• Americana (USA, 2008, 91 mins) Americana tells the story of two teenagers who wrestle with their decision to enlist in the U.S. Army, and is juxtaposed with portraits of people from all over the world to provide a unique and revealing insight into the cost of war and the forces in society that make those costs acceptable. Tuesday, March 31st 7:00pm @ Landmark's Magnolia 3 | Wednesday, April 1st 10:15pm @ Landmark's Magnolia 4
  • Whatever It Takes (USA, 2008, 100 mins) The film is an inside look at the Bronx Center for Science and Mathematics during the struggles and triumphs of its first year. Principal Edward Tom and dedicated teachers take 107 9th-grade students from hardship to a meaningful learning experience while setting a new standard in education. Friday, March 27th 4:15pm @ AMC NorthPark 15 | Saturday, March 28th 1:00pm @ AMC NorthPark 15

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4 Responses to “2009 AFI Dallas Film Festival: 12 Films I Would Pay To See”

  1. [...] original here:  2009 AFI Dallas Film Festival: 12 Films I Would Pay To See | I … [...]

  2. Man, I am so looking forward to AFI Dallas this year. And you gotta check out the trailer for the documentary "Whatever It Takes" -- that looks like an awesome film! I usually am not a huge doc fan, but that movie totally looks engaging and suspenseful.

  3. I also heard about: Rian Johnson's The Brothers Bloom,
    Guillermo Arriaga's The Burning Plain, Kathryn Bigelow's The Hurt Locker, Big Fan, starring stand-up comedian Patton Oswalt, and Robert Towne will be at a screening of Chinatown, on the movie's 35th anniversary.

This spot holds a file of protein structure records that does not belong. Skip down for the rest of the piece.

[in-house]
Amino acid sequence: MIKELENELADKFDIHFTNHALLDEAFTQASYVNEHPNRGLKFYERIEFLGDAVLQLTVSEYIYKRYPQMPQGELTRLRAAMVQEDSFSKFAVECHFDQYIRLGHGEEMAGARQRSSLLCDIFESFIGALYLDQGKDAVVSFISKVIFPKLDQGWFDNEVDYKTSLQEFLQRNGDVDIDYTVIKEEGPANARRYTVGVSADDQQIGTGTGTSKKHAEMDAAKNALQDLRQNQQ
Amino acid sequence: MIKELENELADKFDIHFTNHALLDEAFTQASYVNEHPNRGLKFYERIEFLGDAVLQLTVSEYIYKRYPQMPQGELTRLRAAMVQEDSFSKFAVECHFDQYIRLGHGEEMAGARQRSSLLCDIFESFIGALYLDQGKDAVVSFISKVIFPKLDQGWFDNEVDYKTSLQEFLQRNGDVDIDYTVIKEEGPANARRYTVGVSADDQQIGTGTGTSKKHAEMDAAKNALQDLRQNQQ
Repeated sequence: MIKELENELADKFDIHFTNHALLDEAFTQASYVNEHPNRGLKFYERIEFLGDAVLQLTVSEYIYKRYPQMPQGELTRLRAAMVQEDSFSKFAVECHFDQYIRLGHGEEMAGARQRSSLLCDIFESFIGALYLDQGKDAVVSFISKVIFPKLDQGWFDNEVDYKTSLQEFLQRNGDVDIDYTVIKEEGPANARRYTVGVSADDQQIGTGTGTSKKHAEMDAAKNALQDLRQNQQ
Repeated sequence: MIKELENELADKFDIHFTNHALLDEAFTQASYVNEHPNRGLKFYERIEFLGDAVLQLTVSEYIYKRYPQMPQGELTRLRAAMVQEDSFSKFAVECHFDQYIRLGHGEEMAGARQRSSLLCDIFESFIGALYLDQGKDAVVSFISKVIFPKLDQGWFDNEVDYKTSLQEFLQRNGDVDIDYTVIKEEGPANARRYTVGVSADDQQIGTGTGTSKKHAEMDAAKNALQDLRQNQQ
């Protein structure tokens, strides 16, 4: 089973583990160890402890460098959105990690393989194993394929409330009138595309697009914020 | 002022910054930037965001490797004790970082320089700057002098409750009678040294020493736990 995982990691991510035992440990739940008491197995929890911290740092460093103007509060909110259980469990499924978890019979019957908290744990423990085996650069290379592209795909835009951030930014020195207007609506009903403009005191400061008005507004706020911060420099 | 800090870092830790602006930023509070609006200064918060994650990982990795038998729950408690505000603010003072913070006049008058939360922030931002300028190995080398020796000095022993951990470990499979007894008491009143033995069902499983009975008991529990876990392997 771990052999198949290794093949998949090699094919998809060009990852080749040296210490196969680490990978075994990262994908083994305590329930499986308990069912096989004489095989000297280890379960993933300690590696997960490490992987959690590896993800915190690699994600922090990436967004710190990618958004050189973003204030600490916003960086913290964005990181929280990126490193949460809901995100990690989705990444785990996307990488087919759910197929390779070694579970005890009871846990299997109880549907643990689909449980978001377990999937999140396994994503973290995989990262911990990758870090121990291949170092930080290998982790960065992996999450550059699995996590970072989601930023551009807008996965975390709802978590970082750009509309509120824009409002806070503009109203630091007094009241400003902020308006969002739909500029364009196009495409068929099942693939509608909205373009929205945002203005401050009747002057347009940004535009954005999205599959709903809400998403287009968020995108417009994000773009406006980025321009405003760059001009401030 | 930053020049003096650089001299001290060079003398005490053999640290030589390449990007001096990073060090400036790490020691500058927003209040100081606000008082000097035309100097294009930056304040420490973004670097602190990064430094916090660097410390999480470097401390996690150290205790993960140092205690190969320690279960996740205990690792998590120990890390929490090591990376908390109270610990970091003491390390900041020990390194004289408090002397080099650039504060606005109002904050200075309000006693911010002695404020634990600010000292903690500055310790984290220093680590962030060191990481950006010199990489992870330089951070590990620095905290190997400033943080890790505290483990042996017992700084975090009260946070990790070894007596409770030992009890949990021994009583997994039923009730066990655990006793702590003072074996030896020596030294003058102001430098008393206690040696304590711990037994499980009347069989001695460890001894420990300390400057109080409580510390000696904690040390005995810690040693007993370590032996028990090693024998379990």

4. So I saw the Brothers Bloom on Opening Night, and it was totally worth it! I'm often skeptical about Opening Night films, because they are often just celebrity vehicles which lack substance. Not this one though... while Brody & Ruffalo were quite good, the two female leads (Rachel Weisz & Rinko Kikuchi) absolutely steal the show. Very funny and very poignant. Hard to get that mix right, but the director succeeded. Only critique is that the film could probably be a bit shorter (10-15 min.)

    Also saw Whatever It Takes today (Saturday). While the trailer was good, the film is actually EVEN BETTER! The school principal character is simply amazing -- I wish that I had a principal that good when I was in high school. The story centers around this ninth grade girl (Shareefa? not sure i'm spelling that right...) and her struggles to succeed amidst incredibly negative family pressures. Whatever It Takes was so impressive because it had the emotional quality of a fiction film, but all the truth of a documentary. I don't think it's showing anymore at the festival, but definitely keep track of this film -- it's going to go far!